Space stations: it's all about altitude
Yet another question about radio regulatory jargon. The term "station" is, itself, specialized jargon in the radio services; despite the name, a "radio station" does not have to be stationary. A "space station" is, within the context of regulated radio (and thus amateur radio), simply a radio station in space. "Space" is defined as "anything more than 50 kilometers above the earth's surface".
T1A05: What is the FCC Part 97 definition of a space station?
- Any multi-stage satellite
- An Earth satellite that carries one of more amateur operators
- An amateur station located less than 25 km above the Earth's surface
- An amateur station located more than 50 km above the Earth's surface
The correct answer is D–An amateur station located more than 50 km above the Earth's surface.
The common notion of a space station typically requires that the station be manned; however, this thinking will again throw one off the radio definition. Space stations, in the radio sense, may be remotely operated or automatically controlled, just as any other station, and so a manned presence is not required. Nor is a space station required to be in earth orbit (although as far as I know there are presently no amateur space stations which are not in earth orbit). An especially high-flying balloon would count (although typically amateur radio ballooning activities tend to top out below the roughly 160,000 feet that defines "space"); so would a station on an object in solar orbit (such as, say, Mars) or even on a solar escape trajectory.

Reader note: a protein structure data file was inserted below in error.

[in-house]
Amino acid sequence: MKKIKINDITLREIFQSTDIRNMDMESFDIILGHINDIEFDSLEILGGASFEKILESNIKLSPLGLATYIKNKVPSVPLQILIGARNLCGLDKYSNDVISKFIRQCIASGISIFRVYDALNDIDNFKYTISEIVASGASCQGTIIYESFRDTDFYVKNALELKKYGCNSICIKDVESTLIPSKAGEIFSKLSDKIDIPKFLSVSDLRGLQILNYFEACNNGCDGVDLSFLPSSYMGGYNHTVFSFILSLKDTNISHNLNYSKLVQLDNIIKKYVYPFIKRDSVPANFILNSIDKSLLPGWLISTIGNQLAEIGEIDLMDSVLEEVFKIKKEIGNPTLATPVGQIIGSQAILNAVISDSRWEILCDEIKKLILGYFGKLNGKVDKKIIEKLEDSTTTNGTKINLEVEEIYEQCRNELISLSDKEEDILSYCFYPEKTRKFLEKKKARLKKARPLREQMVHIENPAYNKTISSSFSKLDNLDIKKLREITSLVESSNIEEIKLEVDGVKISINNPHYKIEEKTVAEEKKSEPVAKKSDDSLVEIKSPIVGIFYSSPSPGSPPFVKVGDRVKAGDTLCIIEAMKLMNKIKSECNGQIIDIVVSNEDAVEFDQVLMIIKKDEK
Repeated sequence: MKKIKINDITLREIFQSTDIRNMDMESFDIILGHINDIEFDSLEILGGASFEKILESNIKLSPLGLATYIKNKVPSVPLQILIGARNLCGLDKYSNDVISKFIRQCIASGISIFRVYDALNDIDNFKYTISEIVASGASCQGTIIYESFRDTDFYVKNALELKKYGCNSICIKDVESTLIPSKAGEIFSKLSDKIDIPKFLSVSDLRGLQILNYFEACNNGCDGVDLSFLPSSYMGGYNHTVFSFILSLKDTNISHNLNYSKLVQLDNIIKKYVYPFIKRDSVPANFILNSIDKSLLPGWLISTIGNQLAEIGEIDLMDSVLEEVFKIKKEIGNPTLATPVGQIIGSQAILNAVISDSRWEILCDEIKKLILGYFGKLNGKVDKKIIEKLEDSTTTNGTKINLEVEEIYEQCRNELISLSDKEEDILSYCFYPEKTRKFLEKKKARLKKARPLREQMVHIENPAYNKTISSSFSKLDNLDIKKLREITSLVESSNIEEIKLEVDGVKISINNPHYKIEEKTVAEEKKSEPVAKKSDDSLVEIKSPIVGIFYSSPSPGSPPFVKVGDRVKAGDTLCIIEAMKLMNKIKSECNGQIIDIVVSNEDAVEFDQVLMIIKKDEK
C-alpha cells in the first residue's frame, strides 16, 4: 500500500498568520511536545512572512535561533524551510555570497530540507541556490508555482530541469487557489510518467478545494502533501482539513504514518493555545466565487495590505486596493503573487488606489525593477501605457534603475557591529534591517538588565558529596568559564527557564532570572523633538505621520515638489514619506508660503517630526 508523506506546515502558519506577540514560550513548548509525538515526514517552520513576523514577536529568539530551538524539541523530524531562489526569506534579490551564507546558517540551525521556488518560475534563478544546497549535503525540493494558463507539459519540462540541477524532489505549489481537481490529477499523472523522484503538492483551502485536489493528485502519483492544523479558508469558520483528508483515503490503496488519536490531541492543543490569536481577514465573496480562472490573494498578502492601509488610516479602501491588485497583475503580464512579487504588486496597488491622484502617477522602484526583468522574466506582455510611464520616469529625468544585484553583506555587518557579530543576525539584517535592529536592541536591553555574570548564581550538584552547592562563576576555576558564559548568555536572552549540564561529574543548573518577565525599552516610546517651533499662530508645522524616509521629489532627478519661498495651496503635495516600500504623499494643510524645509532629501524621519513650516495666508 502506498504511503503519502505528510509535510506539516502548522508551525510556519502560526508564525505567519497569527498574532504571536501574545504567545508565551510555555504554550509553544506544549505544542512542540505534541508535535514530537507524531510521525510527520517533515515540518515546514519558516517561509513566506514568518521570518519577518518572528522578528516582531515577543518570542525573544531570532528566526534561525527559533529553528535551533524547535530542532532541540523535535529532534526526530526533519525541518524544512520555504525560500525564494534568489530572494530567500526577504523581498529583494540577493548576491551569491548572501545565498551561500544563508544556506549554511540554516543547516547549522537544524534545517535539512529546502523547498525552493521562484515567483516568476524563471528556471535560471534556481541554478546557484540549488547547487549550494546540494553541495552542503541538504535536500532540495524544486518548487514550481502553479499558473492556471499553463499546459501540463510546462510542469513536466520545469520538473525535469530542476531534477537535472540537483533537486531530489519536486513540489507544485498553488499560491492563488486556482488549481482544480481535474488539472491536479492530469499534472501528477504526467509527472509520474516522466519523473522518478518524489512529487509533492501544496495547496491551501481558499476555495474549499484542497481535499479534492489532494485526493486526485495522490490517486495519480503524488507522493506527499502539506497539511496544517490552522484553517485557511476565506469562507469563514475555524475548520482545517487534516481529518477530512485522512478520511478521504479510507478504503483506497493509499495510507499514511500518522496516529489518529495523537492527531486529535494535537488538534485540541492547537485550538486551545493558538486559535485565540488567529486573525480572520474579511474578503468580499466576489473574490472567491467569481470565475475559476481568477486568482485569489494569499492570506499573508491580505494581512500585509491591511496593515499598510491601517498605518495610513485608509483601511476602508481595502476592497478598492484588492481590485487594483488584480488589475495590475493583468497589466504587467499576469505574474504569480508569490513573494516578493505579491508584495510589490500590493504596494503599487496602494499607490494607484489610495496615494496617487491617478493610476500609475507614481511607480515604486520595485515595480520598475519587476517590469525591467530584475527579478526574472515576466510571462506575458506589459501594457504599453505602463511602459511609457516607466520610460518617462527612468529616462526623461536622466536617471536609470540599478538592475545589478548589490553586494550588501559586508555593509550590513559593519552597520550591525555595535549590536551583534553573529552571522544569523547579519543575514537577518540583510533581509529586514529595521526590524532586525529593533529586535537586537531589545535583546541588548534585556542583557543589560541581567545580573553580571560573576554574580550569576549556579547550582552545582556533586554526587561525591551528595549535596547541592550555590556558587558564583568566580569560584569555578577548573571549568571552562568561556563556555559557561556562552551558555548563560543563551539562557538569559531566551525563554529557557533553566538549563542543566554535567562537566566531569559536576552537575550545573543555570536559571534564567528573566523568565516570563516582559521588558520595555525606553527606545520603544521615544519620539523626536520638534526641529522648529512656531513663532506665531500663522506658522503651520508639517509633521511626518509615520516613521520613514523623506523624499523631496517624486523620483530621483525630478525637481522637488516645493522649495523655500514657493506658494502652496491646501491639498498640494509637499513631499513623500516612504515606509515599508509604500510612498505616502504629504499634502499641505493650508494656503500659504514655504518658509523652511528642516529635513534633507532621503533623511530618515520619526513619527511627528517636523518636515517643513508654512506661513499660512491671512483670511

Amateur radio space stations have a lot of special rules that apply to them, but unless you plan on launching something into orbit you probably won't need to worry about them. The key to getting this question right on the exams is remembering two things: stations do not have to be manned, and anything over 50 kilometers is "space".